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Las Vegas Sands Corp. Message Board

  • bjspokanimal bjspokanimal Apr 24, 2013 7:00 PM Flag

    Here is a test for all of you re: the "sell in may" saying:

    If you were to divide all of the historical, 4-year presidential cycles up into 8, 6-month periods... one of those 8, 6-month periods stands out in a HUGE way in terms of how it has historically out-performed the other 7 in terms of stock market performance in the US.

    The test is:

    1. Which 6 month period out of the 8 is the overwhelmingly strong one?

    2. WHY is that one so historically strong?

    I'll have the answer for you tomorrow or Friday.

    Spok

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    • Ortho nailed #1 above. The strongest is the first 6 months of the 3rd year of the presidential cycle.

      Sorry to say that he doesn't agree with conventional wisdom on #2. The primary reason is that Americans prefer "divided government", and since the midterm elections almost always add congressional seats for the party that is out of power in the presidency, the results of mid-term elections are typically bullish for the markets. The more seats are gained by the minority party... particularly if the president is un-popular... the better correlated it is with market strength in the ensuing 6 month period.

      S

    • Relationship Between Politics and Economics

      The 20th amendment to the U.S. constitution requires a presidential election to take place every four years, which turns out to be all years that are divisible by four (e.g. 2004, 2008, and 2012). The president assumes office the following January after the election. Once presidents take office, they realize that to get reelected they must try to make the economy as healthy as possible four years later. It is this consistency in the U.S. political process that also sets into motion fiscal policies that are frequently predictable and that often have a direct effect on the stock market. In the discipline of economics, fiscal policy is defined as an increase or decrease of taxes and or government spending. The direction that fiscal policy takes can often be directly related to the state of the economy at the time a new president is elected.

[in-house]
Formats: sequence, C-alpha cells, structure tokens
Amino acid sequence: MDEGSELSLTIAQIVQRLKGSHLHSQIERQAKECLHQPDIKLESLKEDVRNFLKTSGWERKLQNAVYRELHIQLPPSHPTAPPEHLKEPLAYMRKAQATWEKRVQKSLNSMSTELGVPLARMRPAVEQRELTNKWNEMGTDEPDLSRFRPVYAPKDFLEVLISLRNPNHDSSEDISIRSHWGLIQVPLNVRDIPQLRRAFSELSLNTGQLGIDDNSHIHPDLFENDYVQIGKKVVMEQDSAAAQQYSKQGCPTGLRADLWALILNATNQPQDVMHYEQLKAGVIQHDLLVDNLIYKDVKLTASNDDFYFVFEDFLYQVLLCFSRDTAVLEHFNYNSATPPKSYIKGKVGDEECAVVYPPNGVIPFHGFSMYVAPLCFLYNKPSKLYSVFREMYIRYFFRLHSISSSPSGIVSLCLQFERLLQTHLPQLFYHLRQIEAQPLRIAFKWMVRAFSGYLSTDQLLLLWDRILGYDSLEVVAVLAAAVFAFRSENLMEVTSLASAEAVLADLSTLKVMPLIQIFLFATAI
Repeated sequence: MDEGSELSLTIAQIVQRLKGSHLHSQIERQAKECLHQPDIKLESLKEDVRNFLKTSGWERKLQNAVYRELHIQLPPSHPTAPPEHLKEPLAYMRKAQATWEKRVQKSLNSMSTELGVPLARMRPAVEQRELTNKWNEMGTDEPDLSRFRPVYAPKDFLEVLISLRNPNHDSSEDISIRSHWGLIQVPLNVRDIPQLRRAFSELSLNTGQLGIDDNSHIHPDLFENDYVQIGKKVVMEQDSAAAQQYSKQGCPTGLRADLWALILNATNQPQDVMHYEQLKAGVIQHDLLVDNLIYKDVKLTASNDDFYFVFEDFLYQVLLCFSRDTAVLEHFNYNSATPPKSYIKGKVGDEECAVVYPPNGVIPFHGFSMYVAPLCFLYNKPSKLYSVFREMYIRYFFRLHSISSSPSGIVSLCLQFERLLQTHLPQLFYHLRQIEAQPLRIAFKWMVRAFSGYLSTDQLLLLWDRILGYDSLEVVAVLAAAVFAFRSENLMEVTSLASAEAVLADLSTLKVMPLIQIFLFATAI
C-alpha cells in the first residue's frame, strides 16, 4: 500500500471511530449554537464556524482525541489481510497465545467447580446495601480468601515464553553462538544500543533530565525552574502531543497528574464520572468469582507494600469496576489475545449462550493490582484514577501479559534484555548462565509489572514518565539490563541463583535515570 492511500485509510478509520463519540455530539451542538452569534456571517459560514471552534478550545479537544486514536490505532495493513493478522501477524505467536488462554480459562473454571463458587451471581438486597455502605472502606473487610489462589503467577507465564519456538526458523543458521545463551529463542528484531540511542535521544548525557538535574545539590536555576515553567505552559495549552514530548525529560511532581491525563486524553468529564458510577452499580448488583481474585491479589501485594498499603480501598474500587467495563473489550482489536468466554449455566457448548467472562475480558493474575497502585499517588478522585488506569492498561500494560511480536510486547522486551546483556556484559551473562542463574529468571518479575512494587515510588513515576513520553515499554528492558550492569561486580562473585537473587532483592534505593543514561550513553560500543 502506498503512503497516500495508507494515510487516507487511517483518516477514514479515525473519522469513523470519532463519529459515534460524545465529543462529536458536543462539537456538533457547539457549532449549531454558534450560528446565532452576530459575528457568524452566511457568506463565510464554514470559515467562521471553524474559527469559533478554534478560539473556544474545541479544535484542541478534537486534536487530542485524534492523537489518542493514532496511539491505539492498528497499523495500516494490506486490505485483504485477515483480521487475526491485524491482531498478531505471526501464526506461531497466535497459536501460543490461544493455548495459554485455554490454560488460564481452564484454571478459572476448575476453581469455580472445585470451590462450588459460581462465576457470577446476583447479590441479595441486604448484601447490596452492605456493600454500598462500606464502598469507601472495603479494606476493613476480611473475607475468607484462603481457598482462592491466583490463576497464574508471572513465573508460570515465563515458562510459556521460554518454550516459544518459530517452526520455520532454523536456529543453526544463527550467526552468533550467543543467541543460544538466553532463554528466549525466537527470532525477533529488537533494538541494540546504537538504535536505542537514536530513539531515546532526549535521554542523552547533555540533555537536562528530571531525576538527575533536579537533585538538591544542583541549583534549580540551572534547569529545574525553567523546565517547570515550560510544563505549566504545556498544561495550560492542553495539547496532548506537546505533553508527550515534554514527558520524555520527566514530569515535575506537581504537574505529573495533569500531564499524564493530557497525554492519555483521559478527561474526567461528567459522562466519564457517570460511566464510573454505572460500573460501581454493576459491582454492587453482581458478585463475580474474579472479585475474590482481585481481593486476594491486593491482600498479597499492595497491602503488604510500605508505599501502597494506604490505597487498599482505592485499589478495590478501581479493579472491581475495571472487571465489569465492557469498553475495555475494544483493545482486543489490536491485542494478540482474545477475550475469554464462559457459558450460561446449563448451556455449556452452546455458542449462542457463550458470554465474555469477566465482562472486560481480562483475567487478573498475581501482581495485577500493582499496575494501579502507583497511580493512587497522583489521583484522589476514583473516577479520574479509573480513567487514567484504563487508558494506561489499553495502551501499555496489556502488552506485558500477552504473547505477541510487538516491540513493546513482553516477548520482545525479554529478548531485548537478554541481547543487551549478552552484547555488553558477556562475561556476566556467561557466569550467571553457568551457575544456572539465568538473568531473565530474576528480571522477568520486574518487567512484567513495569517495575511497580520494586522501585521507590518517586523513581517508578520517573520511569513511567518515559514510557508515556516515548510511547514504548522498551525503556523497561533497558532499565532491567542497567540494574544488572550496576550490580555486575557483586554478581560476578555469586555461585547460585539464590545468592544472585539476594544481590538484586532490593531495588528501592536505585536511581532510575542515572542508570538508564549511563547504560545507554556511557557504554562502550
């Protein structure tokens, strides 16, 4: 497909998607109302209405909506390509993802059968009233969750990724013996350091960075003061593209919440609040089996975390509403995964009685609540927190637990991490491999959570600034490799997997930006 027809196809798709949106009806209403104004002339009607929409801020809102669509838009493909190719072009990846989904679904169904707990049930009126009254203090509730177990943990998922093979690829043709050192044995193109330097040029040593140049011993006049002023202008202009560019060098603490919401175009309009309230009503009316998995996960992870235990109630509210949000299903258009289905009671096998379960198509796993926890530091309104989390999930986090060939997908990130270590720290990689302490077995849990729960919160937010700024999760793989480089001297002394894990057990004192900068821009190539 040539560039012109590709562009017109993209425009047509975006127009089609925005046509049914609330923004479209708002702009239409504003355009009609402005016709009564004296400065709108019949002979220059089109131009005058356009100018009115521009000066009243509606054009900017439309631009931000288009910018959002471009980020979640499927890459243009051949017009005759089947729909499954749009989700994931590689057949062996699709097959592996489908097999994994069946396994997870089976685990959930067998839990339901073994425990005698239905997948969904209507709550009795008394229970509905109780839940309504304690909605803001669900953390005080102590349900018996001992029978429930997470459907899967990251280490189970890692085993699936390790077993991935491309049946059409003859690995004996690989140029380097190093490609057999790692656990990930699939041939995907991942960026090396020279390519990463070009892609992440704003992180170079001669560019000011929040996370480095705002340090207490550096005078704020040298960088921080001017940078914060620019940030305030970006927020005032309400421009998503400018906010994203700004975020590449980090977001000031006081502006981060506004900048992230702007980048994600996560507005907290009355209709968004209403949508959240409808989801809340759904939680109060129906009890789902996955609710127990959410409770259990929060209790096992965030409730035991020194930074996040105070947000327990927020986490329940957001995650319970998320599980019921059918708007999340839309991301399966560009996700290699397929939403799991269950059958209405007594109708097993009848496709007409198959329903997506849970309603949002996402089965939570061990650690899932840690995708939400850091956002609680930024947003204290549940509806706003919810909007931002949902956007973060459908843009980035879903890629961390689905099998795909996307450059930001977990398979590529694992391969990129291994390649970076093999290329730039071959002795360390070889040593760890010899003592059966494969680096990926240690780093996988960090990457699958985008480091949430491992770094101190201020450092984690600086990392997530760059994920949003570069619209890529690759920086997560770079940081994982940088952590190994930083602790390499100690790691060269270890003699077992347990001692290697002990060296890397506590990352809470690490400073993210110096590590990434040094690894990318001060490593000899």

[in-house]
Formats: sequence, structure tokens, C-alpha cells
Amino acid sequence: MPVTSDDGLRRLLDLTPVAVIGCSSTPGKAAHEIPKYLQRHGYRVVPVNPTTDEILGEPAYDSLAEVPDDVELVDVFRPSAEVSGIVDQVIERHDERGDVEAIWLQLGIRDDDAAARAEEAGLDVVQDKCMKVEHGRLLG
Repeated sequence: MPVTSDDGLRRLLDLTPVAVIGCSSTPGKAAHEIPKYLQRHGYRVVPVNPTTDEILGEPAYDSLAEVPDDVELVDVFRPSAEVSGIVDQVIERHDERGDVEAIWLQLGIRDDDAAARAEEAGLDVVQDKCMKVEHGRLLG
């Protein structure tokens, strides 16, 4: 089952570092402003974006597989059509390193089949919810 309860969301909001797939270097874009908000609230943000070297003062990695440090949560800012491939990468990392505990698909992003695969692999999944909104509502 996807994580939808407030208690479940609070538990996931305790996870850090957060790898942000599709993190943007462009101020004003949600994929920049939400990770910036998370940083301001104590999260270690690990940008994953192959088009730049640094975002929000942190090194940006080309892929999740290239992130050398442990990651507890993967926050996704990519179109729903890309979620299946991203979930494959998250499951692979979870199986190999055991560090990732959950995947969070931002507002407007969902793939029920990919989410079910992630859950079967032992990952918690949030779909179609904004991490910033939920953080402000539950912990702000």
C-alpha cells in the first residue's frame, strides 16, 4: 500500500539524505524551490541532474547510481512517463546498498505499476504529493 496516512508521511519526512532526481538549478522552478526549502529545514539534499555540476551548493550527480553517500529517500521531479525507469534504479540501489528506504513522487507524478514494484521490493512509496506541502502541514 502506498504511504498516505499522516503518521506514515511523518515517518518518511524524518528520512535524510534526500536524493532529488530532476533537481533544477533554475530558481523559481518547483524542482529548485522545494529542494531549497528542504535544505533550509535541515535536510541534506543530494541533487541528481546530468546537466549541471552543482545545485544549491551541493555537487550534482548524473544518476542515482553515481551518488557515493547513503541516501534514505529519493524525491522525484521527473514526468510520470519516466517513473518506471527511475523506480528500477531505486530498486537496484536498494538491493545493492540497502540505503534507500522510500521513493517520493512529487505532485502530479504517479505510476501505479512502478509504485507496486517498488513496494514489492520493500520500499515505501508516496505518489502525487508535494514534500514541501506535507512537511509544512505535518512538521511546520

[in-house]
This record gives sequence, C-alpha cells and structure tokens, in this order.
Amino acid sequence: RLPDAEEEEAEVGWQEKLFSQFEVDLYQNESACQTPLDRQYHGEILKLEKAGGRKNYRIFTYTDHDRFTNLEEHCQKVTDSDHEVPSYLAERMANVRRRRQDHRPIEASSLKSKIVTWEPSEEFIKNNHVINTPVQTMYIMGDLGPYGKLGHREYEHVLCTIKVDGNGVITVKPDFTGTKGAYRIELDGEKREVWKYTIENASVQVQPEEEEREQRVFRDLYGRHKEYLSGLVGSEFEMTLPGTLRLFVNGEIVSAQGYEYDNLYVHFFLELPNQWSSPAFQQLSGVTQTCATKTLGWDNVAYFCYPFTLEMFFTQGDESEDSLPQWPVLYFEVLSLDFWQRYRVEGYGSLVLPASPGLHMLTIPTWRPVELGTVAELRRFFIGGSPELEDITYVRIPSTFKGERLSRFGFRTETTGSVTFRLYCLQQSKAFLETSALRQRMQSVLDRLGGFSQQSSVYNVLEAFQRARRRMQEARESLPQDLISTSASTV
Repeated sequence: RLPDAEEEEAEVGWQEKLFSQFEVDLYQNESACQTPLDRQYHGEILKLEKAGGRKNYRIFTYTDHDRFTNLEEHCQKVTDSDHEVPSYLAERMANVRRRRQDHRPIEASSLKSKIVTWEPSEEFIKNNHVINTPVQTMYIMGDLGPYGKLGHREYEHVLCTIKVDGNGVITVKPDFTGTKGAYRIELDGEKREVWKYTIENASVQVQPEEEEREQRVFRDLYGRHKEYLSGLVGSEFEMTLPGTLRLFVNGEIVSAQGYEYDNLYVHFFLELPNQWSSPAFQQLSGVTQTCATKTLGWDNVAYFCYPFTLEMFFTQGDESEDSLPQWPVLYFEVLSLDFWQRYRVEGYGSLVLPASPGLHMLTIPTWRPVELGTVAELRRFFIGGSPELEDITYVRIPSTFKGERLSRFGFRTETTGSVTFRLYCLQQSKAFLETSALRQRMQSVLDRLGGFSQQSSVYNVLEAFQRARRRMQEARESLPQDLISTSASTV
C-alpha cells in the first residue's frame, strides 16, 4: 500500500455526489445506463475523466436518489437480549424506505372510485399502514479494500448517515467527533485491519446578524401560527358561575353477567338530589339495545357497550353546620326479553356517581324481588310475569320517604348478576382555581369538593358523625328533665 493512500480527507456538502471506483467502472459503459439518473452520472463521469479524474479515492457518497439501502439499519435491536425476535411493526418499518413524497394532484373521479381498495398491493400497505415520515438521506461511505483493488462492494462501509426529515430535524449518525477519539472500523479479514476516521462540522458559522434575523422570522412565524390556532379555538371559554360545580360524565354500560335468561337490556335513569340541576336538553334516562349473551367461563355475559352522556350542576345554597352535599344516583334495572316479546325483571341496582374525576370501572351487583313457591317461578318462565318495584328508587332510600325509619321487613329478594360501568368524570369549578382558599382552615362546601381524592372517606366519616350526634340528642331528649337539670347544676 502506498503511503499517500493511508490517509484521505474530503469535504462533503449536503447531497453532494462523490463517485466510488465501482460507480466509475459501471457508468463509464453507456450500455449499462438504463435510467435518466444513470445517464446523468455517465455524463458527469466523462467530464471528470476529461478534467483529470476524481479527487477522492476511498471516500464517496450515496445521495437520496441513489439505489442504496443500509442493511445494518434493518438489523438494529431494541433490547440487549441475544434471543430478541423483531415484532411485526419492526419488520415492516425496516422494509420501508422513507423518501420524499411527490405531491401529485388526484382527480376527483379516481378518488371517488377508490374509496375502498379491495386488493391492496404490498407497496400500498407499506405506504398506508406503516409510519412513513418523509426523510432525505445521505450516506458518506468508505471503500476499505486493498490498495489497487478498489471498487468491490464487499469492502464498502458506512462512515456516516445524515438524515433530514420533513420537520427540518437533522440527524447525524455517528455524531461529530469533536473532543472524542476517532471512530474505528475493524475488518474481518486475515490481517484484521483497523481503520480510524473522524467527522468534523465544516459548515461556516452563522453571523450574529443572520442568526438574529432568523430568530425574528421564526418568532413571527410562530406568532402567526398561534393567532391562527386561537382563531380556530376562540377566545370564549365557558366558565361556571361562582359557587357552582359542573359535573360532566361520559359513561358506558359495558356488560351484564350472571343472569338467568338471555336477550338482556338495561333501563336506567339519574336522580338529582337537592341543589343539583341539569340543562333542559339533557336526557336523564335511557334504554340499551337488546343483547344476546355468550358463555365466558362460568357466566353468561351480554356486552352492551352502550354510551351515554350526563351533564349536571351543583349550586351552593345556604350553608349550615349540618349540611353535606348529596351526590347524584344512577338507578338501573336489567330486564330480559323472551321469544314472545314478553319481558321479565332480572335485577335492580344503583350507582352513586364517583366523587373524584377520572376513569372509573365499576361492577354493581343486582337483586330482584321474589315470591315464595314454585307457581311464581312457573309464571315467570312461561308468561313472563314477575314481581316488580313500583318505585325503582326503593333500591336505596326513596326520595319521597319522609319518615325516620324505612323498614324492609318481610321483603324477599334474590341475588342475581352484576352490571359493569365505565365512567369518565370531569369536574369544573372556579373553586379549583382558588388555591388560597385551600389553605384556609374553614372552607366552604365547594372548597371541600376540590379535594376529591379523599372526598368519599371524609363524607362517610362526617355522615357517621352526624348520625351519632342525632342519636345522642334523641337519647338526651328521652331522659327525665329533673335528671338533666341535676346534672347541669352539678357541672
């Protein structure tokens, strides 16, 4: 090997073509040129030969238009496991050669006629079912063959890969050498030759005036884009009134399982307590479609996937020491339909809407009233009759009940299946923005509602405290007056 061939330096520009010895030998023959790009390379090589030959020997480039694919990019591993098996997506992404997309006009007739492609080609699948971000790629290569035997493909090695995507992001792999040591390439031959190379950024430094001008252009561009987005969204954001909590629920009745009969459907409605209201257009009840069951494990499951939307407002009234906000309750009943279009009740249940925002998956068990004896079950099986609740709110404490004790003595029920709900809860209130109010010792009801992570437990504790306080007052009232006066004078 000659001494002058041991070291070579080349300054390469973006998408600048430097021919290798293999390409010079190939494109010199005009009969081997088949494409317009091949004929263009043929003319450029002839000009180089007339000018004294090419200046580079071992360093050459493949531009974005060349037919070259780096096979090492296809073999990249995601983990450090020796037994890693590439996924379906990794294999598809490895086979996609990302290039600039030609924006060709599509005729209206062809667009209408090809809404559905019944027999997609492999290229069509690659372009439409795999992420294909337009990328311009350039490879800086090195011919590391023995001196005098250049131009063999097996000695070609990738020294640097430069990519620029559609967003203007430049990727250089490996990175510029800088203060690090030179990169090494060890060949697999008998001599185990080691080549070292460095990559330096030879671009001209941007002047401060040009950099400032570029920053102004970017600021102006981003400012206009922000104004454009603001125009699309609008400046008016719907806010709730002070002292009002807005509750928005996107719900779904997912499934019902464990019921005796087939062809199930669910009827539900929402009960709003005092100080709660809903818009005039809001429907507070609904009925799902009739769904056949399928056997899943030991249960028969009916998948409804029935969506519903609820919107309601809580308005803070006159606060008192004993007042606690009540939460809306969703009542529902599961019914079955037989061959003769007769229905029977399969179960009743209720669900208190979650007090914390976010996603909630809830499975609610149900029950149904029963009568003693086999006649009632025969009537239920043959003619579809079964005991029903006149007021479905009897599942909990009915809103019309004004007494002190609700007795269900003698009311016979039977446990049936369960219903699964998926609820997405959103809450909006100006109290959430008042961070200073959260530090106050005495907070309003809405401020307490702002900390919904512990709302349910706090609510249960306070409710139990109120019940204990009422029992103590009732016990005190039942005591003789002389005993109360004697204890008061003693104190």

It is not surprising to see incumbent presidents push for votes by proposing tax reductions and or increasing spending on specific government programs as an election draws near. In addition, an incumbent political party may also try to persuade the Federal Reserve to complement the administration’s efforts through monetary policy, by increasing the money supply and reducing interest rates. Such fiscal and monetary policies may be introduced as early as the end of the second year of the presidential four-year term. If the results are favorable and the economy responds positively, corporate profits usually rise, and with them, stock prices—just in time for the next presidential election.

    • It looks like the 1st half of the third year was the best historically

 
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